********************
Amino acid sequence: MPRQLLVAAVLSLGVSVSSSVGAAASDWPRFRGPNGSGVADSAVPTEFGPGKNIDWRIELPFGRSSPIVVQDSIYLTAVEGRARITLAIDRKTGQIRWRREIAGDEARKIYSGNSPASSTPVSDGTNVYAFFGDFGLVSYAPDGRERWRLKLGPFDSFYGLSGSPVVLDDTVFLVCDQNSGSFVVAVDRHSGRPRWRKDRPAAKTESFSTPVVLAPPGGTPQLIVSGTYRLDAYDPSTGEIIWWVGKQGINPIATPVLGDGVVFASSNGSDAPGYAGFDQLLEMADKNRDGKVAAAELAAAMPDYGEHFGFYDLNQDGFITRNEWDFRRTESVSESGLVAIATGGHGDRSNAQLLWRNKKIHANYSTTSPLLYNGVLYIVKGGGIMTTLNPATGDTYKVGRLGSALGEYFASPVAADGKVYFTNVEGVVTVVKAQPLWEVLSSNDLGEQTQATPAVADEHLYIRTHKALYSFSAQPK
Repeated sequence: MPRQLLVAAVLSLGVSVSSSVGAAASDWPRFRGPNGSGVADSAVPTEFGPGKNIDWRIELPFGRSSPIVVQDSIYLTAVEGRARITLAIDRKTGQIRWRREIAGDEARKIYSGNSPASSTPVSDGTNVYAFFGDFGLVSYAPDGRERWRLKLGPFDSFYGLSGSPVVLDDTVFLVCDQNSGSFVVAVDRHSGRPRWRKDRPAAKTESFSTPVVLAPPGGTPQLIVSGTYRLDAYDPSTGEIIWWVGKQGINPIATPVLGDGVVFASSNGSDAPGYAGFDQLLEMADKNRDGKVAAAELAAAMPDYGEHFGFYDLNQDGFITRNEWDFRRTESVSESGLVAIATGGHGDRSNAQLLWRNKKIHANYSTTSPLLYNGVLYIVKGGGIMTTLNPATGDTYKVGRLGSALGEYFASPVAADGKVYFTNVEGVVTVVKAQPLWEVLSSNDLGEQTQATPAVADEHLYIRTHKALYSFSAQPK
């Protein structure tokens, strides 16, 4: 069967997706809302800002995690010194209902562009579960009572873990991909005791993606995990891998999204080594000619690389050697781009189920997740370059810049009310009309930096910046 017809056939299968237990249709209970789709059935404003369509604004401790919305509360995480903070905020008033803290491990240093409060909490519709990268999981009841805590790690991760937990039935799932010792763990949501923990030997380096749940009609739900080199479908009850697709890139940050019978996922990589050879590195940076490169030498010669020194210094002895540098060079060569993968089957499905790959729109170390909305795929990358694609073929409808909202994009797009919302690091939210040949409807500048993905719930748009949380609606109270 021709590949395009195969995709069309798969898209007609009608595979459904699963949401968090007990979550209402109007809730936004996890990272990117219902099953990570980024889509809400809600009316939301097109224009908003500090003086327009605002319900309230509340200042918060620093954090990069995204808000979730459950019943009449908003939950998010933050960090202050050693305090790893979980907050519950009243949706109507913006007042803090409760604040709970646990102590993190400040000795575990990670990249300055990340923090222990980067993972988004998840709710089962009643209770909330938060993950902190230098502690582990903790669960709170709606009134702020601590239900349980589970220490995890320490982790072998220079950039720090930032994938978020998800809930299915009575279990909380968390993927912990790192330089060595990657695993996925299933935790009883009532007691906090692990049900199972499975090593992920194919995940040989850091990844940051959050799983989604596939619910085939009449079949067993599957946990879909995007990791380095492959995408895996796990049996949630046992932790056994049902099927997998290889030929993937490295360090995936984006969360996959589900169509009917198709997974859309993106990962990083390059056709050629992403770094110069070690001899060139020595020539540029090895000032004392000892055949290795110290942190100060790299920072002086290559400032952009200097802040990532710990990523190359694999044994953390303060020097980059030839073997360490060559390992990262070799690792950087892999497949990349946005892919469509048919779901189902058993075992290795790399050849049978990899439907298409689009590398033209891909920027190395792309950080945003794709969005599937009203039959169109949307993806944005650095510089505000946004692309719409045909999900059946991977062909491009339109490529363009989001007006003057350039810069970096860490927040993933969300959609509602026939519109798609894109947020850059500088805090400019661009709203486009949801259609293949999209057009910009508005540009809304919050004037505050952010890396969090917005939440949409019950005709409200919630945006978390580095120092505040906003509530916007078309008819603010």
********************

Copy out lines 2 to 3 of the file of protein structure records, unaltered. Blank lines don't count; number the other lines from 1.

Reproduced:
Repeated sequence: MPRQLLVAAVLSLGVSVSSSVGAAASDWPRFRGPNGSGVADSAVPTEFGPGKNIDWRIELPFGRSSPIVVQDSIYLTAVEGRARITLAIDRKTGQIRWRREIAGDEARKIYSGNSPASSTPVSDGTNVYAFFGDFGLVSYAPDGRERWRLKLGPFDSFYGLSGSPVVLDDTVFLVCDQNSGSFVVAVDRHSGRPRWRKDRPAAKTESFSTPVVLAPPGGTPQLIVSGTYRLDAYDPSTGEIIWWVGKQGINPIATPVLGDGVVFASSNGSDAPGYAGFDQLLEMADKNRDGKVAAAELAAAMPDYGEHFGFYDLNQDGFITRNEWDFRRTESVSESGLVAIATGGHGDRSNAQLLWRNKKIHANYSTTSPLLYNGVLYIVKGGGIMTTLNPATGDTYKVGRLGSALGEYFASPVAADGKVYFTNVEGVVTVVKAQPLWEVLSSNDLGEQTQATPAVADEHLYIRTHKALYSFSAQPK
């Protein structure tokens, strides 16, 4: 069967997706809302800002995690010194209902562009579960009572873990991909005791993606995990891998999204080594000619690389050697781009189920997740370059810049009310009309930096910046 017809056939299968237990249709209970789709059935404003369509604004401790919305509360995480903070905020008033803290491990240093409060909490519709990268999981009841805590790690991760937990039935799932010792763990949501923990030997380096749940009609739900080199479908009850697709890139940050019978996922990589050879590195940076490169030498010669020194210094002895540098060079060569993968089957499905790959729109170390909305795929990358694609073929409808909202994009797009919302690091939210040949409807500048993905719930748009949380609606109270 021709590949395009195969995709069309798969898209007609009608595979459904699963949401968090007990979550209402109007809730936004996890990272990117219902099953990570980024889509809400809600009316939301097109224009908003500090003086327009605002319900309230509340200042918060620093954090990069995204808000979730459950019943009449908003939950998010933050960090202050050693305090790893979980907050519950009243949706109507913006007042803090409760604040709970646990102590993190400040000795575990990670990249300055990340923090222990980067993972988004998840709710089962009643209770909330938060993950902190230098502690582990903790669960709170709606009134702020601590239900349980589970220490995890320490982790072998220079950039720090930032994938978020998800809930299915009575279990909380968390993927912990790192330089060595990657695993996925299933935790009883009532007691906090692990049900199972499975090593992920194919995940040989850091990844940051959050799983989604596939619910085939009449079949067993599957946990879909995007990791380095492959995408895996796990049996949630046992932790056994049902099927997998290889030929993937490295360090995936984006969360996959589900169509009917198709997974859309993106990962990083390059056709050629992403770094110069070690001899060139020595020539540029090895000032004392000892055949290795110290942190100060790299920072002086290559400032952009200097802040990532710990990523190359694999044994953390303060020097980059030839073997360490060559390992990262070799690792950087892999497949990349946005892919469509048919779901189902058993075992290795790399050849049978990899439907298409689009590398033209891909920027190395792309950080945003794709969005599937009203039959169109949307993806944005650095510089505000946004692309719409045909999900059946991977062909491009339109490529363009989001007006003057350039810069970096860490927040993933969300959609509602026939519109798609894109947020850059500088805090400019661009709203486009949801259609293949999209057009910009508005540009809304919050004037505050952010890396969090917005939440949409019950005709409200919630945006978390580095120092505040906003509530916007078309008819603010």